Eowyn, Shieldmaiden Aragorn, King of Gondor

Both are compelling.  Introducing the monarch mechanic has its allure.  It means a more defensive deck, which is a little less my style, but still interesting enough to play. There’s a line which involves introducing the monarch to the game and then never trying to get it back, simply letting my opponents batter each other for the extra card. Aragorn functions best when we’re the monarch, though, so we’d need to take it back selectively. Éowyn features a tried-and-true strategy of overwhelming the opponent(s), which is quite aggressive.  Adding blue to a classic Boros build means a little more battlefield control and card draw, although there aren’t currently that many blue cards in the deck.  The choice comes down to which of the two I’d be more likely to play and enjoy.  For me, at the moment, it’s the monarch.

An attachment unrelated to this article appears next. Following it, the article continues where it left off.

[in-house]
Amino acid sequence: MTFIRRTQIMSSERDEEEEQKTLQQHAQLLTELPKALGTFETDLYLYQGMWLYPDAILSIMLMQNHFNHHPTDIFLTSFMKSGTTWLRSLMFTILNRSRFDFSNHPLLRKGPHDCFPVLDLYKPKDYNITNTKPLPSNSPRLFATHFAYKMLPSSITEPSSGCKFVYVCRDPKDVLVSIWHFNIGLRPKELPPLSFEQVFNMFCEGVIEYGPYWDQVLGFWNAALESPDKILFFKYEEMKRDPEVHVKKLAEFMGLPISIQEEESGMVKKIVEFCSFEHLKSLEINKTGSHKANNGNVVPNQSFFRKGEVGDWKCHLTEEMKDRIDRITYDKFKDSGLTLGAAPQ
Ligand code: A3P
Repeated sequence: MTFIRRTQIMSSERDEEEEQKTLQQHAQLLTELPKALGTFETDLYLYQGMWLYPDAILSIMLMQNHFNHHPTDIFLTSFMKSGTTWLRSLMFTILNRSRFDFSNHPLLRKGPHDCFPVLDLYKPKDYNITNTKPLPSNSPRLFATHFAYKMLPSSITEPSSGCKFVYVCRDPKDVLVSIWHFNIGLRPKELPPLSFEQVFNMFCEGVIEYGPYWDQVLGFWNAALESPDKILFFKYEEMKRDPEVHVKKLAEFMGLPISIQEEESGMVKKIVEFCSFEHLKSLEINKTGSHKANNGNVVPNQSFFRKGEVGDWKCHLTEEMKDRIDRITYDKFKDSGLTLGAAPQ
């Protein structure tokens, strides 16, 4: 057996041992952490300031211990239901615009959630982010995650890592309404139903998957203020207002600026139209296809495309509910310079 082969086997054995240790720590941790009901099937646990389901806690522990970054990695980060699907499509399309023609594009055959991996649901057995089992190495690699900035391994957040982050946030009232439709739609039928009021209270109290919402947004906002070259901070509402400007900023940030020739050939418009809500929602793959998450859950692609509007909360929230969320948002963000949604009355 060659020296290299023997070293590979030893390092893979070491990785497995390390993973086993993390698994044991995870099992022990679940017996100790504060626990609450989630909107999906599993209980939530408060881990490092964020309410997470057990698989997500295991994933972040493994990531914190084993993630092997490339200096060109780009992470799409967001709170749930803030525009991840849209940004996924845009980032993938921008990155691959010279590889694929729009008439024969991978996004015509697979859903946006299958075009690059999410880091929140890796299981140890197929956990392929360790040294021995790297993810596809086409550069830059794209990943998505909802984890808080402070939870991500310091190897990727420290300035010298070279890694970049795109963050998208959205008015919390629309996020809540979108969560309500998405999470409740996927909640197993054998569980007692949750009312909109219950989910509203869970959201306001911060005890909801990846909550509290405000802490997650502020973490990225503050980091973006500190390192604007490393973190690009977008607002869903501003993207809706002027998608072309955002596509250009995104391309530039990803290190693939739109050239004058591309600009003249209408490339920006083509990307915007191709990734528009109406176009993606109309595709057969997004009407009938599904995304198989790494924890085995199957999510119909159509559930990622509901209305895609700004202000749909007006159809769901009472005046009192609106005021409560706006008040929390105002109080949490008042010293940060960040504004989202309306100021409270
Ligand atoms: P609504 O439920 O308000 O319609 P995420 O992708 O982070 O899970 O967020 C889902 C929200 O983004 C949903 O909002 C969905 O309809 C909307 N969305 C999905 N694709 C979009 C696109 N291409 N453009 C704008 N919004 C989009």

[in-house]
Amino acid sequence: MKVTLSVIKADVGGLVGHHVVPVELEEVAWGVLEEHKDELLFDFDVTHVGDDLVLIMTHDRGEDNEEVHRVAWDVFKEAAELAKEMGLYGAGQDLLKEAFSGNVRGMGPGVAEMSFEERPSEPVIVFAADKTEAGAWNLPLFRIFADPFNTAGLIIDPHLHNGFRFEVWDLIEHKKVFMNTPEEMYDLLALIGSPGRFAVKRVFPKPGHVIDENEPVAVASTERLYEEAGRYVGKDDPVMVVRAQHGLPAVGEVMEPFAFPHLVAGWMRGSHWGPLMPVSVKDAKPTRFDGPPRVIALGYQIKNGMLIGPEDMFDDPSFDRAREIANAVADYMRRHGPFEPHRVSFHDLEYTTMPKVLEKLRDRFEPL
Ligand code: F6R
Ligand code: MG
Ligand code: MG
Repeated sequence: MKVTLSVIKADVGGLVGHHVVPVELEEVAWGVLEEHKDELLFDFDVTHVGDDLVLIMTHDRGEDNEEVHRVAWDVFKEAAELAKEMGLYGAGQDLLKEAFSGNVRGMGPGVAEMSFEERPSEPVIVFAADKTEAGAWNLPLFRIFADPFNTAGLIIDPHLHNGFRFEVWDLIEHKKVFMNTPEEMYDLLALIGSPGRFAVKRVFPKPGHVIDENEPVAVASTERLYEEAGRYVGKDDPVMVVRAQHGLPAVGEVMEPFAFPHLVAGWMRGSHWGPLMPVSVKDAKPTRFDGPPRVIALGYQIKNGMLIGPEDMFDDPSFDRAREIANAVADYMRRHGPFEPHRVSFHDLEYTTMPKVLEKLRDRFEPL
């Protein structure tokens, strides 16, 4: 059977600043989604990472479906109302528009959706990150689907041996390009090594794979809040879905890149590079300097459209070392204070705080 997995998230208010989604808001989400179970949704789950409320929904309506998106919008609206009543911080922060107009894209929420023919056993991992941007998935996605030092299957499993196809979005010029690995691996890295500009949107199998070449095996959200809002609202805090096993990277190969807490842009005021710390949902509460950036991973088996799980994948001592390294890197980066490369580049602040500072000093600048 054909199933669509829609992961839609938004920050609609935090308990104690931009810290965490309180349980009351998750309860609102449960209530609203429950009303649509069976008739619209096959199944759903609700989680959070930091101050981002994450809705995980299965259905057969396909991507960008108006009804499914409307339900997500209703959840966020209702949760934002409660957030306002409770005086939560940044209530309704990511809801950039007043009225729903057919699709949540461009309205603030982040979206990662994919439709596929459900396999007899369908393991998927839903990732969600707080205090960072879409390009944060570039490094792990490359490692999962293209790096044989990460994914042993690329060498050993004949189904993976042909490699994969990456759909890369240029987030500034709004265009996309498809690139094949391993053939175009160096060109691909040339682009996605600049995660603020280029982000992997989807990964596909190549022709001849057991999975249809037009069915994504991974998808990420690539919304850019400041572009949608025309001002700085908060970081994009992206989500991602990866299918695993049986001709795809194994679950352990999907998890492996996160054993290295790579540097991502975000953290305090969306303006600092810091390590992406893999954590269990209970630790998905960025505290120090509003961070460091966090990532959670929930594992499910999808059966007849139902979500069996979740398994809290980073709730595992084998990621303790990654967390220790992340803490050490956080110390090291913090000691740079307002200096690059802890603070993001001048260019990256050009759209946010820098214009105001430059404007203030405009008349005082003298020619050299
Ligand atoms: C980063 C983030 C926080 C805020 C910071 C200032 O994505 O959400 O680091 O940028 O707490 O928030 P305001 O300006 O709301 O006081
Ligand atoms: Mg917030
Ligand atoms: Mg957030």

Making the Swaps

I’d like to swap out ten cards, not counting lands.  I’ve identified four of them as well.  Taking out ten won’t be easy.  All the cards in the deck are good and focus on the basic strategy of being the monarch.  We’ll be a little more selective of when we take back the crown, as to keep the pressure elsewhere.  I’m putting in ten cards and will have to take out ten to make room, not that there are ten bad cards to get rid of (since there aren’t).  We’ll focus on using Aragorn’s ability to keep that one blocker out of the way and have ways to neutralize any others as well.  Alternately, we’ll take the crown and simply keep it through the threat of retributive strikes.